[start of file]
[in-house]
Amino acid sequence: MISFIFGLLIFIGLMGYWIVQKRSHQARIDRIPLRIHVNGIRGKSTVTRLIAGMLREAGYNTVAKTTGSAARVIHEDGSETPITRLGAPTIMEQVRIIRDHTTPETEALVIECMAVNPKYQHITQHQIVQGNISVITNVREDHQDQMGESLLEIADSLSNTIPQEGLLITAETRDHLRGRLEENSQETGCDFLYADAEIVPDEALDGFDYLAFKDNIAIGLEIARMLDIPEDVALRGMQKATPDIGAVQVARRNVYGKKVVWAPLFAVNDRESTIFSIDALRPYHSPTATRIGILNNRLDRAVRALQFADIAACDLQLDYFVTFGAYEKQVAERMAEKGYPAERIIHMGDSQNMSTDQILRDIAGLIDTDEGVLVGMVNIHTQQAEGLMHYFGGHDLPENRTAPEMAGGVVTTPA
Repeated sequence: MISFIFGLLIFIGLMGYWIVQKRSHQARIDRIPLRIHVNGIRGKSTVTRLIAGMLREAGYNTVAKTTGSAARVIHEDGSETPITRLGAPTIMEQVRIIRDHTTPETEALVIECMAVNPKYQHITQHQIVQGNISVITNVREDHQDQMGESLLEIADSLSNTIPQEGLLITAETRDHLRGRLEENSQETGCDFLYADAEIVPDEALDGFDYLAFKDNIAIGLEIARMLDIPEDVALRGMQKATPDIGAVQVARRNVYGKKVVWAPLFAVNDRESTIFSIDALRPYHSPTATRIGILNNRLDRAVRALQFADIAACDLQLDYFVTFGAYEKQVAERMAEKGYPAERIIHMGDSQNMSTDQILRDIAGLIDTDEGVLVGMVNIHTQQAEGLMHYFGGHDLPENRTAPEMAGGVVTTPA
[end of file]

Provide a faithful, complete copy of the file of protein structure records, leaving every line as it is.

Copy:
[in-house]
Amino acid sequence: MISFIFGLLIFIGLMGYWIVQKRSHQARIDRIPLRIHVNGIRGKSTVTRLIAGMLREAGYNTVAKTTGSAARVIHEDGSETPITRLGAPTIMEQVRIIRDHTTPETEALVIECMAVNPKYQHITQHQIVQGNISVITNVREDHQDQMGESLLEIADSLSNTIPQEGLLITAETRDHLRGRLEENSQETGCDFLYADAEIVPDEALDGFDYLAFKDNIAIGLEIARMLDIPEDVALRGMQKATPDIGAVQVARRNVYGKKVVWAPLFAVNDRESTIFSIDALRPYHSPTATRIGILNNRLDRAVRALQFADIAACDLQLDYFVTFGAYEKQVAERMAEKGYPAERIIHMGDSQNMSTDQILRDIAGLIDTDEGVLVGMVNIHTQQAEGLMHYFGGHDLPENRTAPEMAGGVVTTPA
Repeated sequence: MISFIFGLLIFIGLMGYWIVQKRSHQARIDRIPLRIHVNGIRGKSTVTRLIAGMLREAGYNTVAKTTGSAARVIHEDGSETPITRLGAPTIMEQVRIIRDHTTPETEALVIECMAVNPKYQHITQHQIVQGNISVITNVREDHQDQMGESLLEIADSLSNTIPQEGLLITAETRDHLRGRLEENSQETGCDFLYADAEIVPDEALDGFDYLAFKDNIAIGLEIARMLDIPEDVALRGMQKATPDIGAVQVARRNVYGKKVVWAPLFAVNDRESTIFSIDALRPYHSPTATRIGILNNRLDRAVRALQFADIAACDLQLDYFVTFGAYEKQVAERMAEKGYPAERIIHMGDSQNMSTDQILRDIAGLIDTDEGVLVGMVNIHTQQAEGLMHYFGGHDLPENRTAPEMAGGVVTTPA